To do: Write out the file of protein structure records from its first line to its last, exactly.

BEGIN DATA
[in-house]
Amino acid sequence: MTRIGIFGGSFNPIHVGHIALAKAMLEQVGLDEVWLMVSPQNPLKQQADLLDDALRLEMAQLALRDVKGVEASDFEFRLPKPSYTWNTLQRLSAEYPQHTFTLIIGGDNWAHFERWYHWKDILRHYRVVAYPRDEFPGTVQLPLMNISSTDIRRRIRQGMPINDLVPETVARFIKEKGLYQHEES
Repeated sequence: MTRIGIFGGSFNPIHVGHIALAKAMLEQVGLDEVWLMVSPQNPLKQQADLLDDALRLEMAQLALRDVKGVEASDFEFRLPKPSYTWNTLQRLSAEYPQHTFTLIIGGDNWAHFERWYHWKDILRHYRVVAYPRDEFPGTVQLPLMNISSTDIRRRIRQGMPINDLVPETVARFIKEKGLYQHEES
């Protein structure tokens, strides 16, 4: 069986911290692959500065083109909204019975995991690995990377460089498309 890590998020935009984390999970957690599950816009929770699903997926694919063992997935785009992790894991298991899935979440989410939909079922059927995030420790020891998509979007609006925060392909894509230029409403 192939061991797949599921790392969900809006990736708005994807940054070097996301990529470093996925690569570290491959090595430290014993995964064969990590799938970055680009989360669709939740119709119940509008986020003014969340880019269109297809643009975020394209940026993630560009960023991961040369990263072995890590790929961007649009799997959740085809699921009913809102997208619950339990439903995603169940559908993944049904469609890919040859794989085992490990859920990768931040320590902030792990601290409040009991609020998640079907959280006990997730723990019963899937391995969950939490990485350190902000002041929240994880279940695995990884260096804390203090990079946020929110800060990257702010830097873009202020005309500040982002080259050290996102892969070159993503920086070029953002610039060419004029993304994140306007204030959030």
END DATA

[in-house]
Amino acid sequence: MTRIGIFGGSFNPIHVGHIALAKAMLEQVGLDEVWLMVSPQNPLKQQADLLDDALRLEMAQLALRDVKGVEASDFEFRLPKPSYTWNTLQRLSAEYPQHTFTLIIGGDNWAHFERWYHWKDILRHYRVVAYPRDEFPGTVQLPLMNISSTDIRRRIRQGMPINDLVPETVARFIKEKGLYQHEES
Repeated sequence: MTRIGIFGGSFNPIHVGHIALAKAMLEQVGLDEVWLMVSPQNPLKQQADLLDDALRLEMAQLALRDVKGVEASDFEFRLPKPSYTWNTLQRLSAEYPQHTFTLIIGGDNWAHFERWYHWKDILRHYRVVAYPRDEFPGTVQLPLMNISSTDIRRRIRQGMPINDLVPETVARFIKEKGLYQHEES
């Protein structure tokens, strides 16, 4: 069986911290692959500065083109909204019975995991690995990377460089498309 890590998020935009984390999970957690599950816009929770699903997926694919063992997935785009992790894991298991899935979440989410939909079922059927995030420790020891998509979007609006925060392909894509230029409403 192939061991797949599921790392969900809006990736708005994807940054070097996301990529470093996925690569570290491959090595430290014993995964064969990590799938970055680009989360669709939740119709119940509008986020003014969340880019269109297809643009975020394209940026993630560009960023991961040369990263072995890590790929961007649009799997959740085809699921009913809102997208619950339990439903995603169940559908993944049904469609890919040859794989085992490990859920990768931040320590902030792990601290409040009991609020998640079907959280006990997730723990019963899937391995969950939490990485350190902000002041929240994880279940695995990884260096804390203090990079946020929110800060990257702010830097873009202020005309500040982002080259050290996102892969070159993503920086070029953002610039060419004029993304994140306007204030959030």